An Interactive View of Reading Comprehension: Implications for Assessment Purpose This clinical focus article explores further the multidimensional view of reading comprehension put forward by Catts and Kamhi (2017)  in this clinical forum and its implications for reading assessment. Method It is argued that a multidimensional or interactive view of reading predicts variability in student performance on ... Clinical Focus
Clinical Focus  |   April 20, 2017
An Interactive View of Reading Comprehension: Implications for Assessment
 
Author Affiliations & Notes
  • Karen K. Wixson
    The University of North Carolina, Greensboro
  • Disclosure: The author has declared that no competing interests existed at the time of publication.
    Disclosure: The author has declared that no competing interests existed at the time of publication. ×
  • Correspondence to Karen K. Wixson: kwixson@uncg.edu
  • Editor and Associate Editor: Shelley Gray
    Editor and Associate Editor: Shelley Gray×
Article Information
Development / School-Based Settings / Professional Issues & Training / Attention, Memory & Executive Functions / Speech, Voice & Prosody / Clinical Forum: Reading Comprehension Is Not a Single Ability
Clinical Focus   |   April 20, 2017
An Interactive View of Reading Comprehension: Implications for Assessment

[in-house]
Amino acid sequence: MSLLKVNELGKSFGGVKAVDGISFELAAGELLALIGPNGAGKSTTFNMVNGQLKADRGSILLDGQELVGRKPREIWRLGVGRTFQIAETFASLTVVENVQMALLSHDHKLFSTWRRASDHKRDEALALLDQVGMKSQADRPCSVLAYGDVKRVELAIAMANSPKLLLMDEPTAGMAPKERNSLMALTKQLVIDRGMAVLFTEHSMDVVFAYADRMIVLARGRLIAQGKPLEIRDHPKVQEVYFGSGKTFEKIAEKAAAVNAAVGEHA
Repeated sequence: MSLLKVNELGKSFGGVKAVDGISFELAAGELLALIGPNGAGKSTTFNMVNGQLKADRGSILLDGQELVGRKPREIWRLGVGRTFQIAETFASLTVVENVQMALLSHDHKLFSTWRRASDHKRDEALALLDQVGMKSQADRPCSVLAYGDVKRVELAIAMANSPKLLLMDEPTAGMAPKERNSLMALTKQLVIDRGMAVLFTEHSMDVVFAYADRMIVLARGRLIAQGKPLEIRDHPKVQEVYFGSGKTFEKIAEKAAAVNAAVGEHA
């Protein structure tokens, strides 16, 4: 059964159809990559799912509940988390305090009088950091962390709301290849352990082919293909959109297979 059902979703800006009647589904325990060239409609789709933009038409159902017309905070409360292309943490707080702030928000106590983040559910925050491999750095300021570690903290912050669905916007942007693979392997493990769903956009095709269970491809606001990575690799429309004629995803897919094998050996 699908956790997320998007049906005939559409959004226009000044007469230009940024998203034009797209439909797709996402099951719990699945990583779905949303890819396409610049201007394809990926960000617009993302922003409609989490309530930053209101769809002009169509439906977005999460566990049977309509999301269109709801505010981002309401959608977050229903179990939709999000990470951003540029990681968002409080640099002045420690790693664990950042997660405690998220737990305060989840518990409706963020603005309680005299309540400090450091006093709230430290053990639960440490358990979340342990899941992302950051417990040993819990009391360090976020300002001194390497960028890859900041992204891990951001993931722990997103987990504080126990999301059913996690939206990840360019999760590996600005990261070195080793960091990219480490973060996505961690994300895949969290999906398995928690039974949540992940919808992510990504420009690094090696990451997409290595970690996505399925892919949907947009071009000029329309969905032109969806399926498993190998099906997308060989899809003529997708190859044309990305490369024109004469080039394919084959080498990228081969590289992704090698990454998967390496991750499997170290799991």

Language, Speech, and Hearing Services in Schools, April 2017, Vol. 48, 77-83. doi:10.1044/2017_LSHSS-16-0030
History: Received April 18, 2016 , Revised October 3, 2016 , Accepted October 11, 2016
 
Language, Speech, and Hearing Services in Schools, April 2017, Vol. 48, 77-83. doi:10.1044/2017_LSHSS-16-0030
History: Received April 18, 2016; Revised October 3, 2016; Accepted October 11, 2016
Web of Science® Times Cited: 1

Purpose This clinical focus article explores further the multidimensional view of reading comprehension put forward by Catts and Kamhi (2017)  in this clinical forum and its implications for reading assessment.

Method It is argued that a multidimensional or interactive view of reading predicts variability in student performance on reading assessments as a function of the interaction among reader, text, and task factors.

Result Student performance on any given reading assessment should be interpreted in relation to the specific reading demands of the assessment, rather than as a fixed ability that generalizes to any given reading situation.

Conclusion This view implies a different approach to the use of both summative and classroom assessment than is currently common practice.

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